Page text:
Crictical Response of "Small Wonders"

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CRITICAL RESPONSE 1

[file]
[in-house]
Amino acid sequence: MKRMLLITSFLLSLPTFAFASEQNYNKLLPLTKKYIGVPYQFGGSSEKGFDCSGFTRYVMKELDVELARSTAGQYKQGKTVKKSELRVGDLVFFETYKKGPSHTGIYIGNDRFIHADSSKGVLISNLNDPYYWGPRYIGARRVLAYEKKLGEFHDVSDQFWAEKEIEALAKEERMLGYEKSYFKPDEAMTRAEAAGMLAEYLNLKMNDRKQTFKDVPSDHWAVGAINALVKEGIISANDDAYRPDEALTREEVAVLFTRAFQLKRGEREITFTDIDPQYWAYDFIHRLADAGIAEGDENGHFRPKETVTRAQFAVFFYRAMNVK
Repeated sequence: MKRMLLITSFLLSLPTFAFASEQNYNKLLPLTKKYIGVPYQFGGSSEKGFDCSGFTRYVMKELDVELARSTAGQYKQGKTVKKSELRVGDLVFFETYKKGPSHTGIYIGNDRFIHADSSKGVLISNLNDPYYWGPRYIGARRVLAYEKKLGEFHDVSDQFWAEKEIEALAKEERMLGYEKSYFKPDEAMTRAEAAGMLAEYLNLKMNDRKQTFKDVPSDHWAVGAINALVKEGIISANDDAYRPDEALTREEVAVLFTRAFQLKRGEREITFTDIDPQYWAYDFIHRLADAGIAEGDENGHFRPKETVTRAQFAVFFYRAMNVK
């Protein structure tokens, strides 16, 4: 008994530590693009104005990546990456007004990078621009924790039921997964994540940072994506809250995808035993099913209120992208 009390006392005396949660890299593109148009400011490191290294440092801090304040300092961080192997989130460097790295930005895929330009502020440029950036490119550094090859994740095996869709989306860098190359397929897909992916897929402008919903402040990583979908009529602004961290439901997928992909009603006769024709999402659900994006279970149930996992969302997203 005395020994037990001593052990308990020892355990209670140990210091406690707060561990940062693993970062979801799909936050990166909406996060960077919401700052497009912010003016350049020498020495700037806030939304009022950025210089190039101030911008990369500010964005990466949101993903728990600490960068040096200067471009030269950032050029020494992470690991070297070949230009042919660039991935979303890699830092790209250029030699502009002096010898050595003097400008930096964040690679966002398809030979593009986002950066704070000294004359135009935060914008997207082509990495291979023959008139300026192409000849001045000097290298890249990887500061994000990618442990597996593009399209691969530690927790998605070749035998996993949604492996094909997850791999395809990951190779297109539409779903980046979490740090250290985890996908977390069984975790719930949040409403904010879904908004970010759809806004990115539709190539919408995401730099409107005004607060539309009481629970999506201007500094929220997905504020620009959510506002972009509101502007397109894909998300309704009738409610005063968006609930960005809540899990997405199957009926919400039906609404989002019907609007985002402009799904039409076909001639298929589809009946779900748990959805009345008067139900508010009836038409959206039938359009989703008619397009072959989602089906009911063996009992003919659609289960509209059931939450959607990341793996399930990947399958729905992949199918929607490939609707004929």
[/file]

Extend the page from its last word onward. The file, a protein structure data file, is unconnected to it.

A prodigy is a child who shows the ability to perform at very high levels in the mode of a well trained adult in a field deemed extremely difficult and under very demanding circumstances in early age. For example, Akrit Jaswal is a young Indian who came to public attention by performing as a surgeon at the age of 7. His patient is an eight-year-old girl whose fingers close into a tight fist that couldn’t open. He managed to free her fingers without formal medical training or experience of surgery and she could use her hands normally. Akrit Jaswal is called “the world's smartest boy” or a wunderkind because of his extraordinary ability. Some people think that Akrit and other wunderkinds are born while others argue that they are made. That is the matter on which Andrew Marshall ponders in his article. At the beginning of the article named “Small Wonders”, Andrew Marshall introduces 2 prodigies who are Nguyen Ngoc Truong Son and Abigail Sin. An asked question is whether prodigies are innate or made through many factors of the outside. Some experts reckon that they are born because of activities in their brains which are different from ordinary children. Other experts think that prodigies are made while a number of others believe they are half born and half made. In conclusion, no matter which view is correct, some experts suggest that people should treat the child prodigies as the average children and let them can have a wonderful childhood. In reality, there are a large number of researches were carried out to find the answer for the asked question: “are prodigies born or made?”. In the article, Andrew Marshall introduces a study of Michael O’Boyle. He is an American psychologist working in Australia, has recently utilized fMRI (functional magnetic resonance imaging) scanning of blood flow during mental operation in prodigies to display startling results. Scans showed six or seven times more metabolic activity in the right side of prodigies’...
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